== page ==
Homeowners’ insurance rate hike agreement will slam coastal counties
The North Carolina Department of Insurance announced earlier this week that Commissioner Wayne Goodwin has signed a settlement agreement with homeowners’ insurance companies, allowing an overall statewide average rate increase of 7 percent, varying by territory and form, beginning July 1.
The insurance companies, represented by the North Carolina Rate Bureau, had requested an overall statewide average rate increase of 17.7 percent on Oct. 1, 2012. The difference between the requested and settled rates amounts to $237 million in savings to policyholders.
However, the rate request will have a much larger impact on coastal counties.
On the beach areas of Dare, Hyde, and Currituck counties, the Rate Bureau asked for a 30 percent increase and got 17 percent under the settlement.
On a $150,000 policy in these counties, homeowners’ insurance costs would rise from $2,122 to $2,759.
On the other hand, Winston-Salem and Greensboro will have an increase of 1.1 percent and Charlotte, 8.4 percent.
“I am very disappointed in the rates settlement announced by Commissioner Goodwin today,” said state Rep. Paul Tine, a Democrat who represents several coastal counties, including Dare and Hyde. “While our beach communities received a 17 percent to 19.8 percent increase, more populated areas received as little as 1.1 percent.
“Historical data does not support the assertion that inland residents are paying for the losses of coastal communities,” Tine added in his statement. “However, that assertion appears to be guiding the decisions made in our legislature and at the Department of Insurance. Our economy in the East is suffering while our cost of living continues to rise. It is long past time that we develop a fair rate system that is based in historical data, not conjecture.”
Willo Kelly, who oversees government affairs for the Outer Banks Home Builders Association and the Outer Banks Association of Realtors, issued a media release as president of NC 20, a consortium of 20 coastal counties.
“While the settlement agreement may represent a softer blow to coastal homeowners’ insurance policyholders than prior rate settlement agreements and what was originally proposed by the N.C. Rate Bureau,” Kelly said, “NC 20 maintains that the rate increases are unwarranted and unjustified, especially given N.C. DOI’s statements included in the Notice of Hearing. NC 20 was hopeful that the hearing would be held, thus allowing further public transparency of the rate making process and a better understanding of how our homeowners’ insurance rates are determined.”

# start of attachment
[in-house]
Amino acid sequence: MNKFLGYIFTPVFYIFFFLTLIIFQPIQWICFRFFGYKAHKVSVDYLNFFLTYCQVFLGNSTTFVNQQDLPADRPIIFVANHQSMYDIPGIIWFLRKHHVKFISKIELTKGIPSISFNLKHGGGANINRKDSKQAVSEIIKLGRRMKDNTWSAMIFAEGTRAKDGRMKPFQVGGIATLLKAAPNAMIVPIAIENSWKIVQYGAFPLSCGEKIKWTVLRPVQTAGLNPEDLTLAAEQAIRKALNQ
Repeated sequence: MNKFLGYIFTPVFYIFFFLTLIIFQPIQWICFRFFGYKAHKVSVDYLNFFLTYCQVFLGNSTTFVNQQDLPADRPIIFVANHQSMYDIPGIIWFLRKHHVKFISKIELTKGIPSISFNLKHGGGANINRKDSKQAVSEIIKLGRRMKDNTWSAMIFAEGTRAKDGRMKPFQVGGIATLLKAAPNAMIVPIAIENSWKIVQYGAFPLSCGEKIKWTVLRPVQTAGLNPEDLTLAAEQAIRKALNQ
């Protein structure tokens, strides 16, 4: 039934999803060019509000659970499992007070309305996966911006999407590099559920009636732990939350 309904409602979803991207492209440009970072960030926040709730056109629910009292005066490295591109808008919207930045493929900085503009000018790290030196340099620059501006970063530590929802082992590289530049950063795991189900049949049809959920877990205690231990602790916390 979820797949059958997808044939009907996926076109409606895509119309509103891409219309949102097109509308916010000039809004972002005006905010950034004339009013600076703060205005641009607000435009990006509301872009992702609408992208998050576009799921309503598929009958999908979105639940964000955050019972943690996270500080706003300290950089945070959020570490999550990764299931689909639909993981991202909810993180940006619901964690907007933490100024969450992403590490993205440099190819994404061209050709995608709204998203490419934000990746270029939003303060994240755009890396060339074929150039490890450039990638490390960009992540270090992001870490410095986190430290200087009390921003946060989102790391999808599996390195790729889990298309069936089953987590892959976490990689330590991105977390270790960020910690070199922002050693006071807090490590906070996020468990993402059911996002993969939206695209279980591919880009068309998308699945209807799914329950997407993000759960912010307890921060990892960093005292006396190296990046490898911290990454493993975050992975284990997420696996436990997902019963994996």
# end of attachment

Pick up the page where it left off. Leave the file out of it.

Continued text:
After the request for an increase by the Rate Bureau, The North Carolina Department of Insurance asked for public comment and set a hearing on the issue, which was to begin on June 3.
Some 9,000 comments were received, but the Department of Insurance then decided that a hearing would not be necessary.
“As Department of Insurance experts spent months studying the insurance companies’ request, it became apparent that some increase was justified, largely due to the steadily rising cost of reinsurance related to hurricane risks and ongoing concerns regarding availability,” according to a media release issued by the department on Monday. “In order to minimize the increase, the Department of Insurance elected to settle on rates, eliminating the need for the hearing scheduled for June 3.”
“Homeowners’ insurance is a very complex issue. We face a great challenge in making sure that it is not only affordable, but available, to consumers across the state,” said Insurance Commissioner Wayne Goodwin. “I feel this settlement helps strike that balance, and I am pleased that the increase will be significantly smaller than what insurers originally requested.”
The last homeowners’ insurance rate filing occurred in 2008 when the insurance companies requested a 19.5 percent statewide average increase. A settlement agreement allowed for a 4.05 percent statewide average increase to go into effect in May 2009.
FOR MORE INFORMATION
Click here to see a breakdown of the homeowners’ insurance rate revisions by region on the N.C. Department of Insurance settlement with the Rate Bureau.